Texas Tech University

Exploring What's Possible

Lucy Greenberg

June 8, 2023

Texas Tech alumnus David Hart is taking the values he learned in West Texas and using them to change both architecture and architects alike.

David Hart is a Texas Tech University alumnus who certainly took the idea of “strive for honor” and ran with it. Now CEO and president of Steinberg Hart, an international architecture firm, Hart has not only designed incredible buildings around the world but also become an expert at building up people and culture. 

This is why the firm won the 2023 AIA California Firm Award, one of the most prestigious awards in architecture. 

Hart traces these values back to his time as a Red Raider.

“One thing that always struck me about Texas Tech, and still does, is how entrepreneurial its programs are,” Hart said. “Texas Tech is a place you go if you're an innovator, if you want to explore what's possible.”

That thinking has followed Hart over the past 30 years.

After graduating from Huckabee College of Architecture in 1992, Hart moved to California. He worked at firms such as HKS and Hardy Holzman Pfeiffer before landing at Steinberg Hart (just Steinberg at the time) in 2002.

Crested Butte
A Steinberg Hart design in Crested Butte.

“Goodwin Steinberg started the firm in 1953 in the San Francisco Bay Area,” Hart said. “He did custom homes and then eventually started taking on some community and commercial projects. When his son Rob Steinberg took over the company in the mid-1990s, he expanded the firm within the Bay Area and expanded to Los Angeles.”

Under Hart's leadership, the firm has expanded to seven locations across the world, including offices in Shanghai, New York and now Austin.

“When I came on in 2002, the firm was wanting to become a leader in higher education design,” Hart said. “That was my passion, so it was a great fit.” From the time Hart was in college, he knew he wanted to help design great universities that inspired students.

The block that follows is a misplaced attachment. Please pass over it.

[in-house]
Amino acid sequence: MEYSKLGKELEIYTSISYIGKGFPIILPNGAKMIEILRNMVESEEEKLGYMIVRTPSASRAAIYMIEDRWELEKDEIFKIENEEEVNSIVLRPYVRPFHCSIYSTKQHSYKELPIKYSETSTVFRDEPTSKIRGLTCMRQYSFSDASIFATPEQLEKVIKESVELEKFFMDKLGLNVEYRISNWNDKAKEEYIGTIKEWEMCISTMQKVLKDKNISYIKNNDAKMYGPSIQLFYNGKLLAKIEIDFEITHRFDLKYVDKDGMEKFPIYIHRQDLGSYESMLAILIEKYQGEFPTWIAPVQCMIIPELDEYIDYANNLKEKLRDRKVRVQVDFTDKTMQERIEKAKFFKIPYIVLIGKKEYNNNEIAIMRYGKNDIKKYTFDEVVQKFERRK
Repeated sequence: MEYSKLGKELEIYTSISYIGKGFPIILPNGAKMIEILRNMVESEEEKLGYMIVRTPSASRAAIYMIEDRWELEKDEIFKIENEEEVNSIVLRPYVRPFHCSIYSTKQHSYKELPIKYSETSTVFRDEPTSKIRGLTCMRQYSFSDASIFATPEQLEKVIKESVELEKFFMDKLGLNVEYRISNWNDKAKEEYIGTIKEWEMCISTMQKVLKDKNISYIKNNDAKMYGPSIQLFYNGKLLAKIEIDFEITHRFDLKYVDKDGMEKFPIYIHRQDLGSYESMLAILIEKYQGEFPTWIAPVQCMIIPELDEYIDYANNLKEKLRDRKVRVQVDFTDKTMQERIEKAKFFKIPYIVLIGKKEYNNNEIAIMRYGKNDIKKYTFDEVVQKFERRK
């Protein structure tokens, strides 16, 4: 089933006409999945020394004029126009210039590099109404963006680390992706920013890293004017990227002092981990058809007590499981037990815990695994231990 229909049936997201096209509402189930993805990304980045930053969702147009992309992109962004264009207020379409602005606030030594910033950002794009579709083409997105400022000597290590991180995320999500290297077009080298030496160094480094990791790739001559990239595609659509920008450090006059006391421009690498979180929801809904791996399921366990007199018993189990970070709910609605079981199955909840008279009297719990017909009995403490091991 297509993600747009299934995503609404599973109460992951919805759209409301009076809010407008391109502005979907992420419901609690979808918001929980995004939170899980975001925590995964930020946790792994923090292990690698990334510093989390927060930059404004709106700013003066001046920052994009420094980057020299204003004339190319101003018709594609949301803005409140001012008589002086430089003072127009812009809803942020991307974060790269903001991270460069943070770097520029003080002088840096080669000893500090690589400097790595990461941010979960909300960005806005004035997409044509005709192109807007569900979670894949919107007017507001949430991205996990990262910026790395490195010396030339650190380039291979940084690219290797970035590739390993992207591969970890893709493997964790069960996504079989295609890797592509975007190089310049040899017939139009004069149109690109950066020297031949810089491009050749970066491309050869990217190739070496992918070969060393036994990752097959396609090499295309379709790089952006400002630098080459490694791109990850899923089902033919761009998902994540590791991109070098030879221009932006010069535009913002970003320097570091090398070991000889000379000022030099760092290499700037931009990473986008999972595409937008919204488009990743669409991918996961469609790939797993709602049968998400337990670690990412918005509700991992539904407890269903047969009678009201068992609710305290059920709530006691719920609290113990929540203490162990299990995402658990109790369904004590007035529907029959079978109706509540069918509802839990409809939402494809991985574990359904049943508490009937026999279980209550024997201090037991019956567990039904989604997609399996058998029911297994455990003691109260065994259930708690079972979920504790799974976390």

As Hart continued to expand the firm, taking the higher education practice national was a high priority. To do this he teamed up with his old Texas Tech classmate and longtime friend, Doug Moss, who's firm Holzman Moss Bottino designed Texas Tech's Student Union Building addition that was completed in 2006.

Steinberg Hart continues to work with Texas Tech today.

Maedgen Theatre
Texas Tech's newly renovated Maedgen Theatre

Texas Tech's School of Theatre & Dance just unveiled its newly renovated Maedgen Theatre last month, designed by Steinberg Hart. Apparently, you can take the architect out of West Texas, but you can't take West Texas out the architect.

“West Texas has a way of sticking with you,” he said. “One of the great things about studying architecture in Lubbock is you're not overly influenced by other architects. When I studied there, we did not have the internet. So, we were out there experimenting and exploring our own ideas.”

The dean of the college at the time was Dudley Thompson, whom Hart credits with his decision to come to Texas Tech. Thompson was the very first dean of the newly formed college in the late 1980s.

“Dudley had a hands-on approach to learning and instilled that in faculty and students,” Hart recalled. “That was very different from other programs I'd looked at, so that's what sold me on Texas Tech.”